August 17, 2017

After his friend assaulted him, a man sued for damages, claiming intentional assault and battery. The Court decided that for the man’s claim to succeed, it wasn’t necessary for him to prove financial loss due to his injuries. The case is an interesting commentary on the laws relating to assault and battery – it’s now easier for a victim of assault to successfully sue the person who assaulted them.

Personal Injury: Can I sue for Assault?

Background – Can I sue for personal injury arising from assault and battery?

The man and his friend had been friends for about 24 years. The man had suffered a brain injury in a car accident about 11 years prior, causing him mental and physical impairment.

The friend visited the man’s home one night and the two got into an argument after they had been drinking alcohol. The man asked the friend to leave but the friend refused. Instead, he “trashed” the man’s home and destroyed his laptop computer.

When the man tried to salvage his computer, the friend pushed him into a wall twice, injuring the man’s head, shoulders and back and leaving a hole in the wall.

The man suffered serious bruising, cuts and scrapes. He went to see a doctor. He felt unsafe in his home and became withdrawn. Eventually he sought psychological counselling.

The man made a minor civil claim against the friend for personal injuries arising from intentional assault and battery. The man read a statement to the Court but didn’t provide any medical evidence to prove his injuries (although he did produce photographs that showed the injuries and the damage to the wall). Even so, he was successful in his claim because the friend simply denied the claim and then failed to appear in Court.

In his absence, the Court awarded judgement in favour of the man.

The man was claiming $25,000 but the Court awarded him just $2,500 to cover costs including repair to the wall and computer. These costs are known as “economic loss” because they relate to the man’s out-of-pocket expenses.

The Court refused to award damages for pain and suffering or for any reduction in his ability to do things for himself and live his normal life. These things are categorised as “non-economic loss” and are more difficult to measure than economic loss.

The Court said that the laws relating to non-economic loss said that damages could only be awarded if the man’s ability to live a normal life was significantly impaired for seven days or if medical expenses of at least $3,822 had been incurred in connection with the injury.

The Court said that the man had not:

  • Shown that his normal living had been impaired for seven days.
  • Provided any medical evidence to the Court to support his claim.
  • Proven that he had spent at least $3,822 on medical expenses.

This meant that the man’s claim for damages for non-economic loss couldn’t succeed. He could only succeed in claiming damages for economic loss.

The man appealed this decision to the District Court.


On appeal, the Court said that the trial court shouldn’t have relied on the laws dealing with non-economic loss because those laws related to damages for personal injury. They did not apply to damages caused by intentional assault and battery.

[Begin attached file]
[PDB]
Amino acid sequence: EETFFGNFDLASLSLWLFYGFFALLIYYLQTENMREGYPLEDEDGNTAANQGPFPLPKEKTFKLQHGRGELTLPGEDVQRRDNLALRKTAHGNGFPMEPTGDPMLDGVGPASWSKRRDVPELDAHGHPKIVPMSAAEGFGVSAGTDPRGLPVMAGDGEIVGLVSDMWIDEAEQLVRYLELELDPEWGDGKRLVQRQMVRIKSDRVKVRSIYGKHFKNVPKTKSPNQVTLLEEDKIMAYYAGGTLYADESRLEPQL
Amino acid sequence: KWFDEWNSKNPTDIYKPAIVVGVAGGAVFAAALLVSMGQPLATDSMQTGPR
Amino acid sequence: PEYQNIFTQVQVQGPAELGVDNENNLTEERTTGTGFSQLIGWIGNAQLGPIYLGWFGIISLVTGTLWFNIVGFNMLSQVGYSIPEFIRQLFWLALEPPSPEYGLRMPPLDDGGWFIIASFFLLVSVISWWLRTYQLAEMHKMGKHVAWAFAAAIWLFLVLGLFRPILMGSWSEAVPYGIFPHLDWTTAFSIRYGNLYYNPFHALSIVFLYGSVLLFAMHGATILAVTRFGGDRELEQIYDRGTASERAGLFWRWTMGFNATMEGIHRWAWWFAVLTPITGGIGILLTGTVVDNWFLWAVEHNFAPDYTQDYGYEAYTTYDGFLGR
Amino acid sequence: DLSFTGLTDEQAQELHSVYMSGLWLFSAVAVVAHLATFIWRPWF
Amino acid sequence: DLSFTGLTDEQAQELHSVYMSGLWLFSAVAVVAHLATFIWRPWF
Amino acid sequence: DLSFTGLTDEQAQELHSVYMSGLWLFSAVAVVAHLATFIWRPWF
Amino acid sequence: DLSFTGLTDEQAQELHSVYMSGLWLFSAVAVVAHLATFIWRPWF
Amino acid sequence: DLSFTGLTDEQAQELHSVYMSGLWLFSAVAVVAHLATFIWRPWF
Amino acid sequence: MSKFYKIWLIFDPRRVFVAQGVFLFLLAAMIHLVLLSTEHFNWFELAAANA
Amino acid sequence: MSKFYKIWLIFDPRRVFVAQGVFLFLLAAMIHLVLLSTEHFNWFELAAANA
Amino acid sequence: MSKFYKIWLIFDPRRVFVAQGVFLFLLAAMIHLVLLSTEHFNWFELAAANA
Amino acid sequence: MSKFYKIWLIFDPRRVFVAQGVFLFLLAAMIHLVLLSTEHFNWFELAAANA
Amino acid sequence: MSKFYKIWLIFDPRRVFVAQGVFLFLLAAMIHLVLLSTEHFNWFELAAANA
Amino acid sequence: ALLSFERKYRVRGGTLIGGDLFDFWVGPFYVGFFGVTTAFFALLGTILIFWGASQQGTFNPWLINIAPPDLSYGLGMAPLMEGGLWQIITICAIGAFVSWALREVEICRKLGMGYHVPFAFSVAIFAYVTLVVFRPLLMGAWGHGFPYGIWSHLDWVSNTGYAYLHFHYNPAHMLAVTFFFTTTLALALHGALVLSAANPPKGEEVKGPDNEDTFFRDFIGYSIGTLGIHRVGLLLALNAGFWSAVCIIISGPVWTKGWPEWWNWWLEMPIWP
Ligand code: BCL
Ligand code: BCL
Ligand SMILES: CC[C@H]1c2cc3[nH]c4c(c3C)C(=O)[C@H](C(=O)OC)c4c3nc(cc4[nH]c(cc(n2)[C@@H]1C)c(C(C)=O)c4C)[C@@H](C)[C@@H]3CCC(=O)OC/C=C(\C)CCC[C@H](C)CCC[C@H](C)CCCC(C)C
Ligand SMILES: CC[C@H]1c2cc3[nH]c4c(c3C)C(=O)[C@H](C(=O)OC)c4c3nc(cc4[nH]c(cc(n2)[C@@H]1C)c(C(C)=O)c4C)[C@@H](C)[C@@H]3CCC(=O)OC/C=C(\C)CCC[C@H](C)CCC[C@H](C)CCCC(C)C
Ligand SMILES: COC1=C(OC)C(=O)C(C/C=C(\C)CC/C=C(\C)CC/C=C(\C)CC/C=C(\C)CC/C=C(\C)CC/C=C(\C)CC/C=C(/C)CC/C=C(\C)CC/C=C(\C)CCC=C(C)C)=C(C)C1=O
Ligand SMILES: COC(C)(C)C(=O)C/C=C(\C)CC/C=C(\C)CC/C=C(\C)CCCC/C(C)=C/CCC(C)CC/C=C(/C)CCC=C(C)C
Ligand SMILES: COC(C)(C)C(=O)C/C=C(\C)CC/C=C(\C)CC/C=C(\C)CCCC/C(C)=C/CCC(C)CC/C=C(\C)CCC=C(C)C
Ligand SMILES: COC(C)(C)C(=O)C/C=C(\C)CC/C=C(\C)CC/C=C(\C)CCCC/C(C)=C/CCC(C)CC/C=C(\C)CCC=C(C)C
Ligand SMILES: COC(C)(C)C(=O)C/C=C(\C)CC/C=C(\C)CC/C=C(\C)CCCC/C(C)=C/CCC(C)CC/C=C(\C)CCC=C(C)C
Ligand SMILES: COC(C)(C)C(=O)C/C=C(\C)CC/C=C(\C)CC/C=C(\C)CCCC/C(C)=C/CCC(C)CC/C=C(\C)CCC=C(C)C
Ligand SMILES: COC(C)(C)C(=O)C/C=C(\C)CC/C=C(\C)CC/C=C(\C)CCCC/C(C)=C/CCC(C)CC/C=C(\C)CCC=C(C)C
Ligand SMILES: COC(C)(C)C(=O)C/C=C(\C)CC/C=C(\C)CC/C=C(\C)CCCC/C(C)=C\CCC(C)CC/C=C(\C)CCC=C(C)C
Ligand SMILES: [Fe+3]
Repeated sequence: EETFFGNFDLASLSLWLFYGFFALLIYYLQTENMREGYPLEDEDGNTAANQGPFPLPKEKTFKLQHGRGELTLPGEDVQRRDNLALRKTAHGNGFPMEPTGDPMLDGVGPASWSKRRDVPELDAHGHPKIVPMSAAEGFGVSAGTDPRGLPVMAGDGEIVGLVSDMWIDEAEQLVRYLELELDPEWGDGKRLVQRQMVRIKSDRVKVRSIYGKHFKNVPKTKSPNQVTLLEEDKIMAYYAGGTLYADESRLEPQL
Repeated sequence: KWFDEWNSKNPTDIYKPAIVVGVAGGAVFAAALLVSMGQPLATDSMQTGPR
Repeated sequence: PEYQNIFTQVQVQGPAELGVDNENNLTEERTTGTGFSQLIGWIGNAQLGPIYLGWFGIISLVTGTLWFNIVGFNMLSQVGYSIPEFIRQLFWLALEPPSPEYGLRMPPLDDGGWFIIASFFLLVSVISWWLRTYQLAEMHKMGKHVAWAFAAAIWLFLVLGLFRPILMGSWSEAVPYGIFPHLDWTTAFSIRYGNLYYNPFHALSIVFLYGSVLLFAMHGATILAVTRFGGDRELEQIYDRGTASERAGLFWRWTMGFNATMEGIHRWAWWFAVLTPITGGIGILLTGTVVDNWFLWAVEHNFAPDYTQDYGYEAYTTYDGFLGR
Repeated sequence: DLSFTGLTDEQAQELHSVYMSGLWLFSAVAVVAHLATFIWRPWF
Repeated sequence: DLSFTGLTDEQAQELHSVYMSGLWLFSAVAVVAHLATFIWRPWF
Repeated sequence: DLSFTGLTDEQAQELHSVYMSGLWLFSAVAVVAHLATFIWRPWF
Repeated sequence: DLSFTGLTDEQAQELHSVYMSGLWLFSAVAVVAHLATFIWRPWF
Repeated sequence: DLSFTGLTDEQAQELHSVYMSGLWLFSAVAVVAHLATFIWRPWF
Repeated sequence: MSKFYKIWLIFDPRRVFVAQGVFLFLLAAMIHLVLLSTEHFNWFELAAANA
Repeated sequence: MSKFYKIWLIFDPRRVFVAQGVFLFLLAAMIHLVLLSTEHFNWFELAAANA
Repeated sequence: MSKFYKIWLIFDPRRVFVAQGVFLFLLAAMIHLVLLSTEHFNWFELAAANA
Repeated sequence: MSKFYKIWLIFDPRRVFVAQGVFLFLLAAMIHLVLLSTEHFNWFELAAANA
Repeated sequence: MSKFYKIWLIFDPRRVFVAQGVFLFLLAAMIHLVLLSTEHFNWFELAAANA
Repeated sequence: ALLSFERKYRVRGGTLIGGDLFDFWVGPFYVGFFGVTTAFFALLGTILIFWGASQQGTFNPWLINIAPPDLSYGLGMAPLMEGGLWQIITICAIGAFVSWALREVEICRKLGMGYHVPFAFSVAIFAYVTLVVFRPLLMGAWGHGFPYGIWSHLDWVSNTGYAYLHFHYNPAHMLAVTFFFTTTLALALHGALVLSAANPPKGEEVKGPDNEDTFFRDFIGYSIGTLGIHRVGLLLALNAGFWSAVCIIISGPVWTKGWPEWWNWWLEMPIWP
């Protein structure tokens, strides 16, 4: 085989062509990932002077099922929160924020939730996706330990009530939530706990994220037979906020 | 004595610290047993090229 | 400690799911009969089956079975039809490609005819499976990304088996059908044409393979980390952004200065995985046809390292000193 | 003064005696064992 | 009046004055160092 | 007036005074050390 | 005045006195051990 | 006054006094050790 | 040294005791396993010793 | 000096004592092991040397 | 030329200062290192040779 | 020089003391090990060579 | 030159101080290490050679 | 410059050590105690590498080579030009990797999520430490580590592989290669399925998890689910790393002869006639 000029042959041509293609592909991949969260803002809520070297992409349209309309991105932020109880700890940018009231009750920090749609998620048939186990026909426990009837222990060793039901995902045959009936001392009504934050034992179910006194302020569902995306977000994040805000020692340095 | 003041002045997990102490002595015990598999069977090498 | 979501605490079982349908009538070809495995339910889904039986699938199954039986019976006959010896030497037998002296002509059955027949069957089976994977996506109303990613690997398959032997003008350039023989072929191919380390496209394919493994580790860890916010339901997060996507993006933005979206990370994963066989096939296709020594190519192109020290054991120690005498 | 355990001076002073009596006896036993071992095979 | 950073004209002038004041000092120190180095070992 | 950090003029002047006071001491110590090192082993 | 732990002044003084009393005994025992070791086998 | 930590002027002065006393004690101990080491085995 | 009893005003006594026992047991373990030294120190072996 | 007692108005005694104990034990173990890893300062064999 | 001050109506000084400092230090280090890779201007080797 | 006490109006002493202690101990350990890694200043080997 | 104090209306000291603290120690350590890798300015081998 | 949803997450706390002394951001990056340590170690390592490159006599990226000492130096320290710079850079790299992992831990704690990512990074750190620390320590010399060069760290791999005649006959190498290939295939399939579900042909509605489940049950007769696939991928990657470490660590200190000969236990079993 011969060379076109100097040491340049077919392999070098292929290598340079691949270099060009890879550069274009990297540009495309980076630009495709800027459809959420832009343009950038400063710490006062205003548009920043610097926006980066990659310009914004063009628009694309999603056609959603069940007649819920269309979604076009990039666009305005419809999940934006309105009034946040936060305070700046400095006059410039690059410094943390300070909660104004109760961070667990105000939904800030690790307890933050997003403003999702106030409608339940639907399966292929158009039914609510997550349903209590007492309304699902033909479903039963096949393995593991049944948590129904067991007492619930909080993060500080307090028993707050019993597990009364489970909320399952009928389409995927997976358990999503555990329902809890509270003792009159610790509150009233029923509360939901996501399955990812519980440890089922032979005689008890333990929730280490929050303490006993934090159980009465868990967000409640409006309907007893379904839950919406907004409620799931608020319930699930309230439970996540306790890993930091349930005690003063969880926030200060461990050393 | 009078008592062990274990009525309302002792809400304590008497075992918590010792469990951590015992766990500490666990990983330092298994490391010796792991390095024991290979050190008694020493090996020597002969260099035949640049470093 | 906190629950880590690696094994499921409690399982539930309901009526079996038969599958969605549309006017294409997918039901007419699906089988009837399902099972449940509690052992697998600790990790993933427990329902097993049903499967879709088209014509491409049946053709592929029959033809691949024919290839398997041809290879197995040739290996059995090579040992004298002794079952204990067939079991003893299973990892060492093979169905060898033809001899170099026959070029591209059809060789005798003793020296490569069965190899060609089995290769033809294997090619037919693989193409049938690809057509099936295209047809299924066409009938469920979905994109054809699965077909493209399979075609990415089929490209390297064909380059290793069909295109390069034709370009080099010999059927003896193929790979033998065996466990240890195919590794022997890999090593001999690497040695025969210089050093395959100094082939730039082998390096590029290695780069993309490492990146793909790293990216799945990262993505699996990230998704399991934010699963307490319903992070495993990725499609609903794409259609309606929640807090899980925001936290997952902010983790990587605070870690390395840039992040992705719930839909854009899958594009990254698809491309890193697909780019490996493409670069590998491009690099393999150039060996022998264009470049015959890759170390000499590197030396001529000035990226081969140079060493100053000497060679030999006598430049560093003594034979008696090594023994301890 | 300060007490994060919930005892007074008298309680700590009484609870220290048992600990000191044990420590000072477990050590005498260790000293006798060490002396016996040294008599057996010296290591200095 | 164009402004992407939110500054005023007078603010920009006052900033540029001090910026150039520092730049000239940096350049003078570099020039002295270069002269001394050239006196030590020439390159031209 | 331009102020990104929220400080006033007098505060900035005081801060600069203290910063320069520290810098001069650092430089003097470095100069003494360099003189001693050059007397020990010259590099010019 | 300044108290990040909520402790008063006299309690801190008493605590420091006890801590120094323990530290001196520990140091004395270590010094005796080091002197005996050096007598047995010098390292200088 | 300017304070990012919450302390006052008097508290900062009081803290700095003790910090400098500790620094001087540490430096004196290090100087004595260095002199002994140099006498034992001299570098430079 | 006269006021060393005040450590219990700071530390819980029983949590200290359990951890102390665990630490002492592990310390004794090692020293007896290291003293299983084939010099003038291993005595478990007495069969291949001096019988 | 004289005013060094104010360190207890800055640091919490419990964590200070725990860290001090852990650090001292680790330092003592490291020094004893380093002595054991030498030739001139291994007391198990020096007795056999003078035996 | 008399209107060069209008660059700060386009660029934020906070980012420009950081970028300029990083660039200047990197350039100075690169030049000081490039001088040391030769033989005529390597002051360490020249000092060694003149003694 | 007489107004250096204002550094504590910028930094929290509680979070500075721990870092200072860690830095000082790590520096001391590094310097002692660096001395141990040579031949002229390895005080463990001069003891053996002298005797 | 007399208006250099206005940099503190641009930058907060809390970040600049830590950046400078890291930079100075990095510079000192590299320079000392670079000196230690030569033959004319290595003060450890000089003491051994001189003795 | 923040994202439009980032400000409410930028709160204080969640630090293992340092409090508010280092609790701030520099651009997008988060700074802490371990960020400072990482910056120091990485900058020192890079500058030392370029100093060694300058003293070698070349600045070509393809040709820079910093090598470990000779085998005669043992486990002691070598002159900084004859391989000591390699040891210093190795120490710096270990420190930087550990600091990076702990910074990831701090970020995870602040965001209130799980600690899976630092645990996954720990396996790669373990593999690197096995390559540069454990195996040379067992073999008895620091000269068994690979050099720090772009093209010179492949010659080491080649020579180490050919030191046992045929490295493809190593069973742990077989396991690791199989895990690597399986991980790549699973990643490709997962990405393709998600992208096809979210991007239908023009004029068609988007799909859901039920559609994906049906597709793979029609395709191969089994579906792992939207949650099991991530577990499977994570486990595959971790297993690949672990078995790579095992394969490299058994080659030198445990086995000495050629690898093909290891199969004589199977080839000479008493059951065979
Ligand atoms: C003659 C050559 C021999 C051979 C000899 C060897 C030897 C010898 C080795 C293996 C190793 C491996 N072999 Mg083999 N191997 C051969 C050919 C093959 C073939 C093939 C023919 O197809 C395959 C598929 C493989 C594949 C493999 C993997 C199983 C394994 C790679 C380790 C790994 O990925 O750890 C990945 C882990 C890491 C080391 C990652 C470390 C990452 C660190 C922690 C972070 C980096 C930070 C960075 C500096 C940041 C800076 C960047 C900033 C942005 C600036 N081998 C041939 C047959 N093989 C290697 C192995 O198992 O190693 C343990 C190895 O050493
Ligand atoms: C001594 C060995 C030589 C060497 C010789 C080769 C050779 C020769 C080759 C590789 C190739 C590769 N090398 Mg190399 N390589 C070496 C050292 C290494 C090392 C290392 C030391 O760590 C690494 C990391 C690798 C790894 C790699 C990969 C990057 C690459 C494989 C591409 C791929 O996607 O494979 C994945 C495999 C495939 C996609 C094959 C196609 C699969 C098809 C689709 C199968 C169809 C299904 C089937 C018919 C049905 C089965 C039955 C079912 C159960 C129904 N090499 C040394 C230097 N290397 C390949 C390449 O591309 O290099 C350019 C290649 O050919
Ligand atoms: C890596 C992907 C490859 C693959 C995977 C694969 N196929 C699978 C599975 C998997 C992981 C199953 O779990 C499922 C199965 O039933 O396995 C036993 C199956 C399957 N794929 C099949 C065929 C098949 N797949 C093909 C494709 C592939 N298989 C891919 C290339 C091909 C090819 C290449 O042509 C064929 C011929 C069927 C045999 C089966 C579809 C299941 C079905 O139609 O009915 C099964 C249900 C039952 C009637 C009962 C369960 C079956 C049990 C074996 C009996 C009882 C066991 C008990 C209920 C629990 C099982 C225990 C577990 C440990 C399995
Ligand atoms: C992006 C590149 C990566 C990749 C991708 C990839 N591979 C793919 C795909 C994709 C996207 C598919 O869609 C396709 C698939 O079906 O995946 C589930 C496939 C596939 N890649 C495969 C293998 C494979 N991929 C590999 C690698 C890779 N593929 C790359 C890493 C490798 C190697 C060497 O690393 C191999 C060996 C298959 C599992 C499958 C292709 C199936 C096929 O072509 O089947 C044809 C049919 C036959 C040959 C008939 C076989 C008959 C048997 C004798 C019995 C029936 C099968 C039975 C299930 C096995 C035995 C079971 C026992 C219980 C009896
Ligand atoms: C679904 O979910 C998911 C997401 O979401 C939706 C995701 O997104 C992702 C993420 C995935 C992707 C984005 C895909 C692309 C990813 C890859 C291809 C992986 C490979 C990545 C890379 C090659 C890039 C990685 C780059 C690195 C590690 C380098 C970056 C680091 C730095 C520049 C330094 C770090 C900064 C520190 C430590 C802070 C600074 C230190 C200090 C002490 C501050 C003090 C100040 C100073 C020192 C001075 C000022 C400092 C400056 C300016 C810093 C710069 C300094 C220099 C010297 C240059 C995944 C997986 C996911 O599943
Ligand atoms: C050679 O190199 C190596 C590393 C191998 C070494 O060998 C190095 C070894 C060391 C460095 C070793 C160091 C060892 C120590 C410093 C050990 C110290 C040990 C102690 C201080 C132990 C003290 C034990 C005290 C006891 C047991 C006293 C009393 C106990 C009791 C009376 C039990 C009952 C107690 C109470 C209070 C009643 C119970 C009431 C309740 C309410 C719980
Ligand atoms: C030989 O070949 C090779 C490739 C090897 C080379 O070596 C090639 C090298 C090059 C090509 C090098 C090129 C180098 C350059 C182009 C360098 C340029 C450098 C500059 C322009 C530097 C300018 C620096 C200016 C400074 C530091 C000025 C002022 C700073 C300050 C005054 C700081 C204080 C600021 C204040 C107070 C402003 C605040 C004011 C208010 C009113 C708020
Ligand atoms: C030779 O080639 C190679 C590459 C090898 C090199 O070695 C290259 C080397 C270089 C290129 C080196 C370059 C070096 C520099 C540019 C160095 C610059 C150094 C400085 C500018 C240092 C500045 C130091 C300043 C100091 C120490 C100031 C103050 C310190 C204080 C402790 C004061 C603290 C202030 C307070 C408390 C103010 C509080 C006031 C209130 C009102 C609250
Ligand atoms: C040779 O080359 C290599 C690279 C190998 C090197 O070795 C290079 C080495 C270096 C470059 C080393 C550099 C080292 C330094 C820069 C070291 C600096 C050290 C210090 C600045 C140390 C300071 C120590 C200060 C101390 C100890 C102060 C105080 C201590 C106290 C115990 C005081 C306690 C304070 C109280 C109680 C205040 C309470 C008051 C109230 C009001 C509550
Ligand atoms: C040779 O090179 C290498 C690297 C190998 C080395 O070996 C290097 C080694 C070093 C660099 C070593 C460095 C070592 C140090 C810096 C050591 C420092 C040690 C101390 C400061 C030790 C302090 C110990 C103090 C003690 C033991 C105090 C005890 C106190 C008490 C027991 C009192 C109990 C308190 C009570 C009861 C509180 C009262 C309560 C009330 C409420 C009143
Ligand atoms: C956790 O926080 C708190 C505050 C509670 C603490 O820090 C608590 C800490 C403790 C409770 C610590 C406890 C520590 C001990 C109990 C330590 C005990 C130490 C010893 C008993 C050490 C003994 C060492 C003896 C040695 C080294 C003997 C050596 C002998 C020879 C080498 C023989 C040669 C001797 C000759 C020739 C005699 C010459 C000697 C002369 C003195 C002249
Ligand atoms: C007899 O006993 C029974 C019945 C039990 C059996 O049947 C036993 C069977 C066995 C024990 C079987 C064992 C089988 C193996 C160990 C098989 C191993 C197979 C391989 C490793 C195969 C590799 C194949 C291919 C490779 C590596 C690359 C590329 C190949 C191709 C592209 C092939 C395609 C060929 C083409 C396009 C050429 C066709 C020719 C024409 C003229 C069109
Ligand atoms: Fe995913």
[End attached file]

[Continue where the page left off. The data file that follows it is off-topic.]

It said that proof of damage isn’t essential to prove assault and battery.

The Court found that it would have taken the man at least a few weeks to heal after the assault. He also needed regular counselling sessions for up to a year and a half afterwards.

Because there wasn’t enough evidence to make any further conclusions about the man’s medical condition, the Court decided that the man should receive $1,500 in general damages for pain, suffering and physical and emotional inconvenience.

In addition, it awarded $400 for breach of friendship and trust and mental distress. There was an award of $600 because the actions of the friend were unprovoked and protracted. This was to punish the friend for his actions (“exemplary” damages).

These amounts (as well as a few other costs) were added to the $2,500 that had been previously awarded to the man for economic loss. The total amount awarded to the man was $5,235.

What does it mean?

This case confirms that a person can sue someone for intentional assault and battery and secure an award of general damages. This is because the laws covering civil claims do not apply to “intentional” assault and battery cases.

This case concerned a civil court action, which in essence means that it wasn’t a criminal action. In other words, it wasn’t necessary to wait until charges were laid against the friend (by the police) before the man decided to commence legal action for assault and battery.

A criminal action for assault and battery would proceed separately from the civil action. However, if the criminal charges have been heard and the person found guilty, that finding may be used in the civil case as a reason for the Court to find in favour of the plaintiff.

The main thing to remember is that the criminal case will punish the defendant for the crime. It won’t compensate the plaintiff for their loss, either economic or non-economic. The plaintiff would have to make a claim for victims of crime compensation or make a civil claim against the defendant for damages (as the man in this case did).

The good news for people who have been victims of assault is that the Court in this case has confirmed that there is a good opportunity to make civil claims for general damages resulting from an intentional act.

If you are considering making a civil claim for damages, contact us today for a free first interview. We have an outstanding team of civil litigation and personal injury lawyers and we can assist with your legal needs.

Murn v Beesley [2017] SADC 46 (2 May 2017)